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Mon30th Apr 2012

A pair of White-tailed Eagles has been confirmed nesting near Mountshannon, Co Clare, the first documented nesting attempt for the species in Ireland in over 100 years. Nest building began in recent weeks with the birds spending much time in and around the nest site before laying eggs. Although the nest has not been visited to confirm the presence of eggs to avoid any unnecessary disturbance, the behaviour of the birds indicated that the birds have nested. The breeding pair, which settled in the area in early 2011, was released in Killarney National Park, Co. Kerry, as part of the White-tailed Eagle reintroduction programme developed and funded by the Department of Arts, Heritage and the Gaeltacht in partnership with Golden Eagle trust. This is the first known nesting since the reintroduction programme began .

"This is a truly momentous event", said Dr. Allan Mee, project manager for the Golden Eagle Trust. "It seems a long time since we collected these birds as chicks from nests in the wild in Norway and to see them now nesting in the wild themselves in Ireland is the day we have all been waiting for". The breeding pair, a four year old male and three year old female, was collected in 2008 and 2009 respectively on the island of Frøya off the west coast of Norway. White-tailed Eagles are fully mature and usually begin to breed at five years of age but birds in Scotland have very occasionally bred as early as three. "We had hopes that this pair might try and build a nest but because the birds are relatively young we really didn't expect them to breed", Dr. Mee added. "The odds are stacked against young first-time breeders because they have no experience of nest-building, mating and caring for eggs and young. They have to get everything right to succeed. But this pair has impressed us so far. Once they settled down to incubate the clutch of eggs both parents were very diligent. The nest has only very rarely been left unattended and birds have been quick to spot potential dangers such as the presence of hooded crows which might predate the eggs. Since the eggs take some six weeks to hatch they still have a long way to go. But so far so good".

In Norway news of the nest was also greeted with delight. The Norwegian Institute for Nature Research (NINA), one of the Norwegian partners in the reintroduction programme commented: " NINA is delighted to hear of the first breeding attempt of the white-tailed eagle in Ireland for 110 years, and proud to have cooperated with The National Parks and Wildlife Service, The Golden Eagle Trust, and the Norwegian Ornithological Society in the effort which has led to this success. The event is receiving considerable media attention in Norway and we hope the birds will be given the freedom from disturbance they need to maximize the chances of successful breeding. The NINA part of the programme was led by Dr. Torgeir Nygård and Dr. Duncan Halley."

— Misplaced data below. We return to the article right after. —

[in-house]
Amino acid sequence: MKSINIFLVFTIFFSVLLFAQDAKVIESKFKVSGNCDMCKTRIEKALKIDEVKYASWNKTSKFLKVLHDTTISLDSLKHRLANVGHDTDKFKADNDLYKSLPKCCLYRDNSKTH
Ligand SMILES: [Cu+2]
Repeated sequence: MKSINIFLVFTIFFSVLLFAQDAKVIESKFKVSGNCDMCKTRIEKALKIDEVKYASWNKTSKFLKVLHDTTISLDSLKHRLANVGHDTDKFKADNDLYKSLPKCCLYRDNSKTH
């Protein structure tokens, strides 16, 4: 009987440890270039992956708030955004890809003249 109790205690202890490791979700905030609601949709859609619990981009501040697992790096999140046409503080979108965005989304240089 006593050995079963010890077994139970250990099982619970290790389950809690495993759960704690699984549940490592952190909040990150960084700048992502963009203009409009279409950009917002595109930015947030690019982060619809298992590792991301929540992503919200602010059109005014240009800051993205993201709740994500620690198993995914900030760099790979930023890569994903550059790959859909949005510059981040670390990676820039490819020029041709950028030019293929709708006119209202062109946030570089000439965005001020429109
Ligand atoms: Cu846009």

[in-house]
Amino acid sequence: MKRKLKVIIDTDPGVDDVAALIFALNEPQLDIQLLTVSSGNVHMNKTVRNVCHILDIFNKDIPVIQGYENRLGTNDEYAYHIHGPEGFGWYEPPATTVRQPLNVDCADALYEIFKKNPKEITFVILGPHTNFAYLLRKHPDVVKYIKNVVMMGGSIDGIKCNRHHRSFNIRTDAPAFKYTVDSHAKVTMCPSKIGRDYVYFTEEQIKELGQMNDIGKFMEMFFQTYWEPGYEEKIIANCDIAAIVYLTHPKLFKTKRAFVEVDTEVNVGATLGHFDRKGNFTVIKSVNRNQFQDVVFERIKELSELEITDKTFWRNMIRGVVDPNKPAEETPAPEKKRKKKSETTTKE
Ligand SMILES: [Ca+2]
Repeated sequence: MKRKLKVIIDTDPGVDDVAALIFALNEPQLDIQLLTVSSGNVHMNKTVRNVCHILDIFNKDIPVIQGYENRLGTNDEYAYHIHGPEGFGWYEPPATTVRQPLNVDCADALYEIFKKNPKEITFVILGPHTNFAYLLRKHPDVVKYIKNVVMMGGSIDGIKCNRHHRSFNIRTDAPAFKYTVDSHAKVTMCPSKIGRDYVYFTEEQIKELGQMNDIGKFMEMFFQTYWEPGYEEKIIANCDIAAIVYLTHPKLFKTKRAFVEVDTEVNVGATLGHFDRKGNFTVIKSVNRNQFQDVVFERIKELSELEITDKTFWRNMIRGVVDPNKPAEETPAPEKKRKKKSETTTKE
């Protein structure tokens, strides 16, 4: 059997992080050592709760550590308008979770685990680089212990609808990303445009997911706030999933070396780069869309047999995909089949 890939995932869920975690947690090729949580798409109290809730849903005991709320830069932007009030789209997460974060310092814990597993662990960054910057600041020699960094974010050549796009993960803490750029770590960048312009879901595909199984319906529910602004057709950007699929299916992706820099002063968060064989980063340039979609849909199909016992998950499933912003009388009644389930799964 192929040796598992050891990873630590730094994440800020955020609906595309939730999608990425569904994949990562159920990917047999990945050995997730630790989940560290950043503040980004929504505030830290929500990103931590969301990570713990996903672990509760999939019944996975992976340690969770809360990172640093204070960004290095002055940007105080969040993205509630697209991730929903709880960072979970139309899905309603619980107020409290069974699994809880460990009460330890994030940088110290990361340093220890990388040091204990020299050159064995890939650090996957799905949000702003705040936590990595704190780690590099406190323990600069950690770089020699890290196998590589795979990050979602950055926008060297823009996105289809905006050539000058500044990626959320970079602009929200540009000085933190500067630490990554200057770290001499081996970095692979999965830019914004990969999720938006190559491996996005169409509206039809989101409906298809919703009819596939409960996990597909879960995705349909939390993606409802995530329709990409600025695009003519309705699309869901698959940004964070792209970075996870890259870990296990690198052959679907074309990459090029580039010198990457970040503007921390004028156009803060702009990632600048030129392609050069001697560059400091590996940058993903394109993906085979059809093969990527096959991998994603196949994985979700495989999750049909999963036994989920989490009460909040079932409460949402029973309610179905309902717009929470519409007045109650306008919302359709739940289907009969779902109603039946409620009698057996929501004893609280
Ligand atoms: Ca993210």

- Norunn Myklebust, Director, NINA

The Minister for Arts, Heritage and the Gaeltacht, Jimmy Deenihan T.D. said:
"I am delighted with this news after years of hard work by many on this project. We are working hard in my Department to protect and enhance our natural heritage and this development is a great boost. Already the White-tailed eagles are a wonderful asset to tourism around Killarney and wider afield in Kerry, and their spread will benefit business as well as giving joy to anglers and naturalists around the Shannon."

Over the past four years White-tailed Sea Eagles have dispersed throughout Ireland and beyond. Many eagles have been reported from Northern Ireland and at least six birds have travelled to Scotland. One male that spend 8 months away from Kerry in 2009 travelled over 2,000 kilometres to the Orkney Islands off the north coast of Scotland before returning to Kerry. In early 2011 this male was found paired with a female in south Kerry. Immature White-tailed Sea Eagles may disperse over a wide area but once birds begin to mature and pair up at 4-5 years old they establish territories along the coast and inland lakes where they are resident throughout their lifetime.

The news of nesting White-tailed Eagles has generated a lot of excitement locally in east Clare and is likely to attract the attention of people keen to see the birds. However disturbance, particularly during the early stages of nesting when the birds are on eggs, would be detrimental to the pair' success. "We are very conscious of the risk of disturbing the birds especially at this stage of nesting. Disturbance could result in the birds leaving the eggs unguarded for a period during which the eggs could be predated or be chilled or the birds could desert the site. White-tailed Eagles are a protected species and it is an offence under the Wildlife Act to willfully disturb birds at the nest during the breeding season. We would caution people not to approach the nest area but instead watch from the viewing area onshore where we will have a telescope for close viewing. Information on the birds, their ecology and conservation will be available. We would like to acknowledge the goodwill and assistance of the local community and Clare County Council before and during the nesting period".